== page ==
‘Excited skint northerners, rambling on about modern life over repetitive synth bass lines and distorted guitars,’ is how Low Hummer’s Daniel Mawer pins down the Hull band’s distinctive sound.
Drawn from across Hull’s tight knit DIY community, the five-piece band of multi-instrumentalists have spent 2019 surreptitiously honing their own unique sonic landscape.
The first taste of the fruit of their labour is their new single Don’t You Ever Sleep, which casts them as post-punk futurists via the track’s distorted synths, swaggering bass and pop sensibility.
Charting the modern phenomena of senseless late-night online shopping, the song takes a droll look at contemporary life.
Although Low Hummer are still in their infancy, true to their native town’s City of Culture status the band are already making waves beyond the city’s limits and have been picked for this year’s Live at Leeds Ones to watch.
We caught up with the band’s guitarist and singer Daniel Mawer to chat about the origins of the band, their latest single and what they have lined up next…
When did you first get into making music?
I saw The Maccabees aged 16 at The Welly in Hull and decided there and then that I wanted to be surrounded by live music forever. Still regretting that move (I work there now!). My first ever gig was my eighteenth birthday. I chucked my guitar, mic and speaker into a wheelbarrow and took it down to my local pub. I nervously played my out of tune rubbish songs to my mates who politely clapped along. After ten years, nothing much has changed!
How did the band form?
I met John and Jack at the Adelphi club where we’d watch stuff like Adam Green, Courtney Barnett, Josh T Pearson and loads more. John has been playing music since he was really young, we have a shared love for The Beach Boys. Jack would share demos of songs he’d written, and I’d share music I liked with stuff with him until eventually we were in a band together. Aimee and Steph, I met at music nights around Hull.
Aimee is a country singer with matching cowgirl hat and boots, Steph is Hull’s answer to Emily Brontë, she writes amazing articles for magazines, she also single handedly keeps the music scene in Hull alive thanks to the amount of gigs she’s bought tickets for and forgotten to go to.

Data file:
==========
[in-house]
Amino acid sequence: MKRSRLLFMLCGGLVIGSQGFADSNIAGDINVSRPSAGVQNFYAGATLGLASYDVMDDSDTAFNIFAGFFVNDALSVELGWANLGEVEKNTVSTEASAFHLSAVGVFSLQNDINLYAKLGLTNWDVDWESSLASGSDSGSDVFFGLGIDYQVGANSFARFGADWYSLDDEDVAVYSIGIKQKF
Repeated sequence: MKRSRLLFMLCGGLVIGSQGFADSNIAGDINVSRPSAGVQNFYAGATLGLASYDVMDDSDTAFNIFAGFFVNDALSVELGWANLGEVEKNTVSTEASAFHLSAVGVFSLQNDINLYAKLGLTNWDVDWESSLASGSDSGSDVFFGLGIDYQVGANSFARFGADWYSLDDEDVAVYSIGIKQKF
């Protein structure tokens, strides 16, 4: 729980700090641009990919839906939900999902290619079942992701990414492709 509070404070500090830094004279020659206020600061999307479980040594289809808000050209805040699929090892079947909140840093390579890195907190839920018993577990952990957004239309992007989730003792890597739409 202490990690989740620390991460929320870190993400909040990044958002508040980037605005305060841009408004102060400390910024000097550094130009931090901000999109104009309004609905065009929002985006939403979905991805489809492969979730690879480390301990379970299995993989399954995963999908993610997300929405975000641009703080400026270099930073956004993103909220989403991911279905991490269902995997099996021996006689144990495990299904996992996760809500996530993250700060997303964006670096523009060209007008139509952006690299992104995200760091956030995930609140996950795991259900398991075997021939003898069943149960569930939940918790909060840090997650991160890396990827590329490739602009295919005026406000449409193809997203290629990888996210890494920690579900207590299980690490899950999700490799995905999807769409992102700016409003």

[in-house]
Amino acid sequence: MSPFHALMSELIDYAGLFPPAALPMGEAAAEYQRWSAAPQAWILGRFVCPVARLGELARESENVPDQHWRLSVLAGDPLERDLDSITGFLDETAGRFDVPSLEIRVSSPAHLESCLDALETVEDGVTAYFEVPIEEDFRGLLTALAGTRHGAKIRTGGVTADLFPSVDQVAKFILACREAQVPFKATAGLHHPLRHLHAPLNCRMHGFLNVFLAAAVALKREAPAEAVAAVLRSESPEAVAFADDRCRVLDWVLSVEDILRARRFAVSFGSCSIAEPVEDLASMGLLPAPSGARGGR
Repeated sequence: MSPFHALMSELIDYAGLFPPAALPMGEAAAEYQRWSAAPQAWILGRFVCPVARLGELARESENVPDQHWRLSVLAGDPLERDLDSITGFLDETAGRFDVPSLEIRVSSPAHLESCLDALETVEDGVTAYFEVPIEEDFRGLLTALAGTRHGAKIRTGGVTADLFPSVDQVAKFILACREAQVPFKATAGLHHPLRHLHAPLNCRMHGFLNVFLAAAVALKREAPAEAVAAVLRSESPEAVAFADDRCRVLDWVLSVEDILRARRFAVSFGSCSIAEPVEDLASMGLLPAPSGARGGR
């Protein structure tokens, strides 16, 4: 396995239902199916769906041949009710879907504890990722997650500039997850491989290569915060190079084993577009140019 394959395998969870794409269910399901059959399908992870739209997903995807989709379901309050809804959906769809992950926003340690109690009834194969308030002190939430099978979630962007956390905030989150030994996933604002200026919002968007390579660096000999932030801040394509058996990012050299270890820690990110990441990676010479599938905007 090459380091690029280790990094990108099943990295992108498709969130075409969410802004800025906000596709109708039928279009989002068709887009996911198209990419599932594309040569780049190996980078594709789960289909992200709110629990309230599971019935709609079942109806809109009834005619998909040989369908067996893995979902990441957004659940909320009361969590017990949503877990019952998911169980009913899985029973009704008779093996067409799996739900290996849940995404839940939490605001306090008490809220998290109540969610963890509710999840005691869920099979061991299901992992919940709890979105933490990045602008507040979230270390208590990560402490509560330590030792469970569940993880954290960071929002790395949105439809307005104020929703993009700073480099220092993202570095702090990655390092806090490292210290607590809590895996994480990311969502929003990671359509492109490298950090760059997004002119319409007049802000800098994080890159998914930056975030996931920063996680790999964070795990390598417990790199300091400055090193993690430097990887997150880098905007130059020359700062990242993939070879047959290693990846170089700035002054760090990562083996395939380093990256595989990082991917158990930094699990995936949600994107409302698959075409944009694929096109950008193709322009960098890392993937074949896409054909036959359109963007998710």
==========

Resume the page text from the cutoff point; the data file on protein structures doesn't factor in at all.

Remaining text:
Who or what are your primary influences?
I love the idea of a bunch of oddballs hiding away in their garage making weirdo music with battered instruments, writing songs that has a cosy feeling of nostalgia, whilst also having one eye on the future. That’s sort of our mission statement and we’ve got the oddball bit down to a tee! Fonda 500, Elastica, Pixies, LCD Soundsystem, Talking Heads; they all fit that category for me.
How does the songwriting process work between the five of you?
First, I come up with a song and demo it, then I send it to the band to see what they think. If I’m feeling brave, I bring it to a band practise to try. More often than not, if it doesn’t work after a few run through’s, we ditch it.
Sometimes the band butcher the song to pieces until it’s a completely new song, and every so often, the song just clicks, when that happens I have a huge sigh of relief and don’t feel as compelled to keep up the bug of writing for a couple of weeks.
What can you tell us about your latest single Don’t You Ever Sleep?
The song is mainly about late night online comfort shopping, which I tend to do a lot of after working at/playing a gig. It’s a short-lived comfort that’ll help me get through late night panic attacks, often bringing about a hangover the next day when I’m even more skint having ordered another broken instrument off the internet.
We wanted the synths to be at the centre of everything we do and have used Don’t You Ever Sleep as a blueprint for what we aim for in our songs. A mixture of simple melodies, off kilter synths and fuzzy guitars.
How would you describe the music you make to the uninitiated?
Excited skint northerners, rambling on about modern life over repetitive synth bass lines and distorted guitars.
What’s the music scene like in Hull, and how has it impacted the band?
Hull’s music scene is a beautifully inclusive and hardworking community. The city celebrates music of all genres in equal measure and doesn’t have a lot of time for elitism. The result of that means a lot of mixed genre billings and artists supporting each other regardless of difference in style. The city constantly battles incorrect preconceptions of it being a rubbish place to be. I’d like to think there’s a great defiance that Hull has, to prove opinions wrong.
I feel like being from this city means as a band we’re pretty resilient and determined.
You’re playing as part of Live at Leeds’ Ones to Watch at the Brudenell Social Club on 12th October. What can we expect from the show?
We’re a new band so every gig still feels fresh and exciting to us. To play a venue like The Brudenell so early on is humbling, we’re incredibly excited to share a stage with a really ace list of artists that Live at Leeds Ones to Watch has conjured up. We’ll rattle through our half hour set with as little fuss as possible, with as little breaks as possible, and as much energy as we’ve got.
What’s on repeat at the moment?
Houseplants – Squid
What do you have in store for the rest of the year?
We have another single ready to go, along with plenty of studio time before our first headline show in sunny ‘Ull at our spiritual home, The New Adelphi Club, this Christmas.
Don’t You Ever Sleep is out now via DTTR.
Low Hummer play Live at Leeds at Brudenell Social Club on Saturday 12 October.